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Undertreatment of Medical Inpatients with Narcotic Analgesics

RICHARD M. MARKS, M.D.; and EDWARD J. SACHAR, M.D.
[+] Article and Author Information

Supported by Career Scientist Award 5-KO 2-MH 22613 (Dr. Sachar) from the National Institute of Mental Health, National Institutes of Health, Bethesda, Md.

▸Requests for reprints should be addressed to Edward J. Sachar, M.D., Department of Psychiatry, Montefiore Hospital and Medical Center, 111 E. 210th St., Bronx, N.Y. 10467.


New York, New York


Ann Intern Med. 1973;78(2):173-181. doi:10.7326/0003-4819-78-2-173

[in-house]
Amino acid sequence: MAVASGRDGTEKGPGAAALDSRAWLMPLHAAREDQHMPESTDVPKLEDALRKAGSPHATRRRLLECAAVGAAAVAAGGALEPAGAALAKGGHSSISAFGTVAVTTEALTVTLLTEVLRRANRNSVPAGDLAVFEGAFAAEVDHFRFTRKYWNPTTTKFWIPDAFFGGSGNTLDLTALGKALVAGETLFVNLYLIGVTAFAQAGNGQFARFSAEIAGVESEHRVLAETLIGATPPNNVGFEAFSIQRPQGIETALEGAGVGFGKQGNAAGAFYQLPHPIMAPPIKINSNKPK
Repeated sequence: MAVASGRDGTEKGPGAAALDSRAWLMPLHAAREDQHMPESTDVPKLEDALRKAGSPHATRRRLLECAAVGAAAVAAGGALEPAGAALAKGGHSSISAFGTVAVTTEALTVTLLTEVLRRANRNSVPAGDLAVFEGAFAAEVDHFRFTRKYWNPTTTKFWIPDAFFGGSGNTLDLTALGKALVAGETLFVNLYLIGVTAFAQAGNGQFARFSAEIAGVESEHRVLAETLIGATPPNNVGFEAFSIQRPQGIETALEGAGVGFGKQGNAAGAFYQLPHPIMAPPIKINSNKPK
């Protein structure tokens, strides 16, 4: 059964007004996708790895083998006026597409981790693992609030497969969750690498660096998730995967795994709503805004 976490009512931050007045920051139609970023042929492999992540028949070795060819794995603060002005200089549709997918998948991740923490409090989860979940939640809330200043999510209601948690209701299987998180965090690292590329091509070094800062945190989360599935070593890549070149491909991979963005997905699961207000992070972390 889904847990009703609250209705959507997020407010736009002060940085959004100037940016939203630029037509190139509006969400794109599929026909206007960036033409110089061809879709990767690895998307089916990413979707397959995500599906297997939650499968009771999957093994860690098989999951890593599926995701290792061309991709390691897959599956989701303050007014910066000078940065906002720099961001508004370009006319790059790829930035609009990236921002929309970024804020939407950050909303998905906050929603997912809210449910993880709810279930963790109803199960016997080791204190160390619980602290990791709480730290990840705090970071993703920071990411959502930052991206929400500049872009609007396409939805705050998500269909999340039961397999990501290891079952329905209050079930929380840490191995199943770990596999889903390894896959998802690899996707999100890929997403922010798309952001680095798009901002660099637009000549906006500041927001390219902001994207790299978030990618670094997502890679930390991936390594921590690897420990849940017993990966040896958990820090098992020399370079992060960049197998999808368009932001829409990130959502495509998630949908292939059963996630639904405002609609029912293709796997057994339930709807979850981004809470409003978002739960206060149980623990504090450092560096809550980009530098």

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Structured interviews of 37 medical inpatients being treated with narcotic analgesics for pain showed that 32% of the patients were continuing to experience severe distress, despite the analgesic regimen, and another 41% were in moderate distress. Chart review suggested significant undertreatment with narcotics: meperidine in doses of 50 mg every 3 to 4 hours or less (if needed) was prescribed for 63% of the 37 patients; a dose of more than 75 mg was prescribed for only 1 patient. The average amount actually received per day by the patients was 90 mg. A questionnaire survey of 102 house staff physicians in two New York teaching hospitals showed considerable misinformation about meperidine. Many physicians underestimated the effective dose range, overestimated the duration of action, and exaggerated the dangers of addiction for medical inpatients receiving meperidine in a therapeutic dosage range. Physicians who exaggerated the dangers of addiction were more likely to prescribe lower doses of drugs, even for patients with terminal malignancy. The authors suggest that such misconceptions probably lead to undertreatment with narcotic analgesics, causing much needless suffering in medical inpatients.

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